BATON ROUGE — Bulletproof backpacks for Louisiana students won support Monday from lawmakers who then turned a bill that would have allowed armed civilians to act as campus security guards into an early casualty in the debate over school safety.
The proposals, two of about two dozen gun bills filed this year, brought Democrats and Republicans in the Senate judicial committee to at least one shared thought.
"What a horrible state of affairs that we find ourselves in that we have to discuss this," said Democratic Sen. Troy Carter, shortly after the backpack bill was introduced.
Sen. Mike Walsworth, the West Monroe Republican who sponsored the backpack measure, responded: "Absolutely." His bill now moves to the full Senate for consideration.
The committee then narrowly rejected legislation that would have allowed parents or retired teachers who have concealed handgun permits and are either former or current military to act as school security officers with the approval of a principal.
The measure, sponsored by Sen. Neil Riser, drew criticism from lawmakers as well as nine people who traveled to the Capitol to testify against the bill.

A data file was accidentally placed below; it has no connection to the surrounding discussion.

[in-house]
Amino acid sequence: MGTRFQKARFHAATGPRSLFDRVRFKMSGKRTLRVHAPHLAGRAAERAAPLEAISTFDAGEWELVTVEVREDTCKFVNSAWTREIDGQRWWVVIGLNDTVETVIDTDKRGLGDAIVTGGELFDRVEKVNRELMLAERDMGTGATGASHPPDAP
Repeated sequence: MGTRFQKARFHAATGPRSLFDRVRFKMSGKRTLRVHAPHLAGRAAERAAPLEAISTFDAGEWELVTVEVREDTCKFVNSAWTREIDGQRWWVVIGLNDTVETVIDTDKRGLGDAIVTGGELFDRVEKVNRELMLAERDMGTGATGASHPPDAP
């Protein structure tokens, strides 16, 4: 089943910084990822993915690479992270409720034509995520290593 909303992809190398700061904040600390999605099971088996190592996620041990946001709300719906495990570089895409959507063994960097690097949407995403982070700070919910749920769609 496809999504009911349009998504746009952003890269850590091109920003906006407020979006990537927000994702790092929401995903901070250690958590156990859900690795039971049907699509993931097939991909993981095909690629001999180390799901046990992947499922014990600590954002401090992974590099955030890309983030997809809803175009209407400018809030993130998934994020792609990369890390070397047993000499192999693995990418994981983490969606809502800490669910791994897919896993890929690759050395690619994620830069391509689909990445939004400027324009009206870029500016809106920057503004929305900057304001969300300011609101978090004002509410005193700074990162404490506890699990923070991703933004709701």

Opponents argued that having armed civilians at the scene of a school shooting could result in further confusion and noted that the same people who would be guarding students under the legislation wouldn't be allowed to carry their guns at the statehouse. It was also opposed by Deborah Meaux, president of the 20,000-ember Louisiana Association of Educators.
"I wouldn't want a good guy with a gun shooting another good guy with a gun," Meaux said in an interview.
But Riser said there isn't being enough done to safeguard schools in the state.
"To sit here and do nothing is not the answer," said Riser, a Republican from Columbia.
The numerous gun-related bills filed this year in Louisiana come in the aftermath of last month's shooting at a Florida high school where 17 people were killed.
Lawmakers have proposed measures allowing school employees to carry concealed firearms, a proposal to study the cost of putting silent alarms in classrooms and a bill to pay the families of teachers "killed in the line of duty."
Efforts to bolster schools have gained traction across the country, too.
Parents in Kentucky have pooled money to pay an armed guard to patrol schools, a New Jersey town has started assigning off-duty police to school buildings and a rural school district in Pennsylvania has put a bucket of river stones in every classroom so teachers and students can throw the rocks at armed intruders.